Romanticism: definitions and interpretations
The Romanticism develops as reaction to the Enlightenment and the Neoclassicism, that is a reaction to the rationality and the cult of the classical beauty. The Romanticism contrasts in fact spirituality, emotionalism, imagination, and the affirmation of the individual characters.
For this reason the main themes of the romantic movement are:
- Negation of the reason: the romanticism refuses the Enlightenment idea of the reason, because it wasn’t able to explain the totality of the things. For this reason in the romantic age there is a great progress in the exploration of the irrational: dream, visions assume a role of primary importance.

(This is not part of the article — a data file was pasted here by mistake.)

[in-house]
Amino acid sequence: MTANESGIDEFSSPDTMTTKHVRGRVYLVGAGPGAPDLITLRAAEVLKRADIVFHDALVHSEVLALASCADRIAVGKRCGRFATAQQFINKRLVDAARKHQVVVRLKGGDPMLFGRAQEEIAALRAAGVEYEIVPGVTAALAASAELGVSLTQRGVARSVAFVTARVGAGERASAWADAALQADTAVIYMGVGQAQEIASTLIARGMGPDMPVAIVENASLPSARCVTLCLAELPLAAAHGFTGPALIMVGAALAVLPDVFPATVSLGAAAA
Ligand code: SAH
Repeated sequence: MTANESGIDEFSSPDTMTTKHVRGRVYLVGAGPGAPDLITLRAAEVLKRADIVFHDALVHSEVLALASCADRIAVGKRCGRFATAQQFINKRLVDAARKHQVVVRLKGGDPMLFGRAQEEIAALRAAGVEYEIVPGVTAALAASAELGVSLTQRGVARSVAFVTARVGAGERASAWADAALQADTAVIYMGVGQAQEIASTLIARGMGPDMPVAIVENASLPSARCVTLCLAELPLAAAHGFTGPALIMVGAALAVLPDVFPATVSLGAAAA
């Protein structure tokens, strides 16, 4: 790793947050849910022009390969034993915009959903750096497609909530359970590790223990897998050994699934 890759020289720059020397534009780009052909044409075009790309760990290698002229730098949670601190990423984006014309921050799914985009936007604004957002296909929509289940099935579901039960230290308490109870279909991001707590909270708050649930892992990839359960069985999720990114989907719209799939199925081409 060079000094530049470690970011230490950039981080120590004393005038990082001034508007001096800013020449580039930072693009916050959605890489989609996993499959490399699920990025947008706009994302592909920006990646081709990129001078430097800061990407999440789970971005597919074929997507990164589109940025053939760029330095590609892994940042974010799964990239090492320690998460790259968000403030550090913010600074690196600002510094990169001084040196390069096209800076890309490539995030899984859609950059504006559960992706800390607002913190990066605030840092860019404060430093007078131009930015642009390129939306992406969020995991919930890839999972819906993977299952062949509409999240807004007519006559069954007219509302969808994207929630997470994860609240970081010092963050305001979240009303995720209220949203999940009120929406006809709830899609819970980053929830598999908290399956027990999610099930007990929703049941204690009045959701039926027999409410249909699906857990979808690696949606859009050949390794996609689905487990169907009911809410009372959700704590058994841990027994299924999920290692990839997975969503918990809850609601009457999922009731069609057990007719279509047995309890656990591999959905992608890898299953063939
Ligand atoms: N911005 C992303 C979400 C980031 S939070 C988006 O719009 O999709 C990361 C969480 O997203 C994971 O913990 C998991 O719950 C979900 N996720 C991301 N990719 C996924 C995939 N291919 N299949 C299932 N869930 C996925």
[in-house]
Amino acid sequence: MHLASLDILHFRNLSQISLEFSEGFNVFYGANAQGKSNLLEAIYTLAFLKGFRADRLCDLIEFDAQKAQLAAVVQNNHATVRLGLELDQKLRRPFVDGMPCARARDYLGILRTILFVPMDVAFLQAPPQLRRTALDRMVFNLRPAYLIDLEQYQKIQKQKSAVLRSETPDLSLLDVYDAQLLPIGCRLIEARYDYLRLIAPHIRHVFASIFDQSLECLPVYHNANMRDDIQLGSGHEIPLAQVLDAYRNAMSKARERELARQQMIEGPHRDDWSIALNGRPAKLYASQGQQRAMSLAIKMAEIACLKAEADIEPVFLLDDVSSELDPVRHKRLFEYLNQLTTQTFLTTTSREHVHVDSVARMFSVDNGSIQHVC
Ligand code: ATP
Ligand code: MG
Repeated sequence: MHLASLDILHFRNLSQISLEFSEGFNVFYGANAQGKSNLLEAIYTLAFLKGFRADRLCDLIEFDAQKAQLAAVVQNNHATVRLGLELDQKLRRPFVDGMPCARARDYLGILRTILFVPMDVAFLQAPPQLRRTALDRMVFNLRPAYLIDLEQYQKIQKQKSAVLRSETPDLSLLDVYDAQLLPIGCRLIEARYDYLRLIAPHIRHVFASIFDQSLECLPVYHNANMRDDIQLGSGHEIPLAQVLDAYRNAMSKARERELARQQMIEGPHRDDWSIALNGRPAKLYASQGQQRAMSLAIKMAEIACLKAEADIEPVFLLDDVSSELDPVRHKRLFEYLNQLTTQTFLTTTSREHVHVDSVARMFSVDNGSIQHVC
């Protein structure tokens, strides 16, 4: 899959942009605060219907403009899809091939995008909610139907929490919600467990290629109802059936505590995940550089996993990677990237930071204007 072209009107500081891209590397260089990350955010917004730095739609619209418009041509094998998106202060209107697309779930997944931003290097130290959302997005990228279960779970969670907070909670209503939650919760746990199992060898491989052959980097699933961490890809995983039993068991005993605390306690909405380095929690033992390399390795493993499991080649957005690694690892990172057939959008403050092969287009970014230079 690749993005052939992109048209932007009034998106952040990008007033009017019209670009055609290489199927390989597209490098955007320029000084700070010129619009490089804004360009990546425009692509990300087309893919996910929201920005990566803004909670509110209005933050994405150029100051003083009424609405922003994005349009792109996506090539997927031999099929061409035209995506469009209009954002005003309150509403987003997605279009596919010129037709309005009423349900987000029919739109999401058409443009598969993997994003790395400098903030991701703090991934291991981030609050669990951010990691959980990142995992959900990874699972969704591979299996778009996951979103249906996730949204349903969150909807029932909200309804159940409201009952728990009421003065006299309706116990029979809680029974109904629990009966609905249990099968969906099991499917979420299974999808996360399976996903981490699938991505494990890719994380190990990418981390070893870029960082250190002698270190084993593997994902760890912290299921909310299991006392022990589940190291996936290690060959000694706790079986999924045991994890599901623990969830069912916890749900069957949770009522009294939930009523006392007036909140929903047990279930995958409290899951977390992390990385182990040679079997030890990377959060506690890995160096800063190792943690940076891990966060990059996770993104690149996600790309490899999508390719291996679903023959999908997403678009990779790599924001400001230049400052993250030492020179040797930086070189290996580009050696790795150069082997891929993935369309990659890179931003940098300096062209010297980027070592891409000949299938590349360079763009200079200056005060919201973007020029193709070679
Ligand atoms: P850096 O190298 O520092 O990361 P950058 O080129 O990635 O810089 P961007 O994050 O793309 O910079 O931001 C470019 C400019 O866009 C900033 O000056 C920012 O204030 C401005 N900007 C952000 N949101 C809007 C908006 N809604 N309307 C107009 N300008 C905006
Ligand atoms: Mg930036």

- Individualism: with the lack of the Enlightenment reason, everything that surrounds the man doesn't have a rational key of reading, so every man reflects himself in the nature.
- The return to the religion: with the missing of the support of the Enlightenment reason, the romantic man looks for stable supports in the faith and in the tension toward the infinity.
Romanticism found itself on the necessity to reach infinity. According to the romanticism, the infinity produces in the man a sense of terror and impotence, defined “sublime”, that doesn’t depressed the subject. Contrarily the incapability and the paralysis for the absolute become an indistinct pleasure in the man. All that is horrid, dreadful and uncontrollable becomes beautiful.